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Brewer signs bill banning most abortions after 20 weeks

A 3D ultrasound taken of a fetus at 20 weeks.

A 3D ultrasound taken of a fetus at 20 weeks.

via Tucson Citizen

A measure signed by Gov. Jan Brewer will bar most abortions in Arizona after 20 weeks of pregnancy, a ban supporters say protects both mothers and fetuses but one that abortion-rights advocates say is among the most restrictive in the nation.

It bans all abortions after 20 weeks except in a “medical emergency” where an abortion would prevent the mother’s death or “substantial and irreversible impairment of a major bodily function.”

Seven states have similar restrictions.

The bill signed into law Thursday makes other changes to abortion regulations, including the requirement of an ultrasound 24 hours before the procedure. The law becomes effective 90 days after the Legislature ends its session, which is likely to occur later this month.

Current law allows abortions up until the point of viability, when a fetus could reasonably survive on its own outside the womb. That’s considered by many medical experts and abortion clinics to be from 22 to 24 weeks. Current law also allows abortions beyond that to protect the “life or health of the woman” but doesn’t define health.

According to the Center for Arizona Policy, the conservative advocacy group behind the bill, the new restrictions will counter the health risks presented by later-term abortions.

About 200 Arizona women who were more than 20 weeks pregnant got an abortion in 2011, according to the group, a number that tracks with prior years of state data. That’s about 2percent of the approximately 11,000 abortions a year in the state.

“This bill is intended to protect women,” said Center for Arizona Policy President Cathi Herrod. “The safety risks to the mother and the pain endured by the child after 20 weeks is just too high.”

Planned Parenthood of Arizona lobbyist Michelle Steinberg called the law the country’s “most extreme piece of anti-abortion legislation.”

She said the law defines pregnancy in a way that bans abortion two weeks before the other seven states with similar laws, because it calculates gestational age starting with the first day of the last menstrual period rather than the date of conception.

During the hearings on the bill, doctors said many women don’t discover their fetus has a severe or life-threatening problem until an ultrasound at about the 20th week. The doctors — and several women who had faced this issue — testified that this law would arbitrarily cut off the right for these women to have an abortion.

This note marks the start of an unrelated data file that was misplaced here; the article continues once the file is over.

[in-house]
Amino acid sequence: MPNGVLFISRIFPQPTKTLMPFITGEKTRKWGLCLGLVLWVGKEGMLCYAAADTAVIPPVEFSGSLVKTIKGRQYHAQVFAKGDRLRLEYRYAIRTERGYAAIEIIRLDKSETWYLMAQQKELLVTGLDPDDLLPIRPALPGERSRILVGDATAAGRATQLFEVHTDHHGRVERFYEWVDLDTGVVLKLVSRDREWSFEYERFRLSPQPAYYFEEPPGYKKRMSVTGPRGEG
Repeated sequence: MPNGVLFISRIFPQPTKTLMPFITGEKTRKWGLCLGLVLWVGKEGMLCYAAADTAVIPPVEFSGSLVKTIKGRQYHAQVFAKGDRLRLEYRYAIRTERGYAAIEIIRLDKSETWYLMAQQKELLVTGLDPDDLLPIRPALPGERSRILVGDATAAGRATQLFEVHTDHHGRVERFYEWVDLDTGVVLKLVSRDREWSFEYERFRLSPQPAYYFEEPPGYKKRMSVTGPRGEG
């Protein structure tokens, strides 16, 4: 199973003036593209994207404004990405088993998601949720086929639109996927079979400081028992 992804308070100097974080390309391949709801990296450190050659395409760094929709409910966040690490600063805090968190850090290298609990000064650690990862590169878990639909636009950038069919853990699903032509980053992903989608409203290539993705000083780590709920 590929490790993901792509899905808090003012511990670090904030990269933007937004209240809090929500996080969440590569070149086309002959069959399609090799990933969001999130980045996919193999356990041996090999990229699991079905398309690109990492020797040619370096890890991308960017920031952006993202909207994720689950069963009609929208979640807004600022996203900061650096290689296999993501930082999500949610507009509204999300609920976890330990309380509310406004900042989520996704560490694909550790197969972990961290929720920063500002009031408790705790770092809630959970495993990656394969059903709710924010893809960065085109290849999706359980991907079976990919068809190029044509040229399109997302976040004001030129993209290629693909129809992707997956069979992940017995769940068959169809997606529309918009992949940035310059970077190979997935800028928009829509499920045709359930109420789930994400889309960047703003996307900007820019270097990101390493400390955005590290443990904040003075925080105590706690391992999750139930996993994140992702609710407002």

“My heart goes out to the families that will be impacted,” Steinberg said. “Women are being forced to carry children that they know will end up dying within hours of birth.”

Debate on the bill was emotional.

Rep. Kimberly Yee, R-Phoenix, who sponsored the bill, said the goal was to protect both the health of women and that of the fetus.

“The state has a compelling interest to protect women from the serious health and safety risks of abortion,” Yee said.

Brewer in a news release said the new law is consistent with her support of anti-abortion measures.

“Knowing that abortions become riskier the later they are performed in pregnancy, it only makes sense to prohibit these procedures past twenty weeks,” Brewer said in her release.

Sen. Linda Lopez, D-Tucson, said the new law was “a horrible thing to do to women.”

“Once again, (Brewer) and the Republicans in the Legislature have decided that they know better than women,” she said. “They are again saying that women are incapable of making those decisions.”

In addition to banning abortions after 20 weeks, the new law allows doctors to prescribe abortion pills only through the seventh week of pregnancy instead of through the ninth and requires clinics to perform an ultrasound 24 hours before an abortion instead of the current requirement of an hour before.

It also requires abortion clinics to post signs saying it is against the law to coerce a woman into having an abortion; requires physicians to provide additional information about health risks; and requires the state to create a website with abortion health risks, information on adoption agencies and photos or drawings of developing fetuses.

Herrod said the additional provisions are to assure that women have all the information they need when considering an abortion.

Steinberg disagreed.

“These are all sorts of things to make it as difficult as possible for women to access care,” she said.

Planned Parenthood has filed lawsuits over the years to stop new abortion restrictions from going into effect, with mixed success. Steinberg said they are still looking at their options with this law.

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4 Responses to “Brewer signs bill banning most abortions after 20 weeks”

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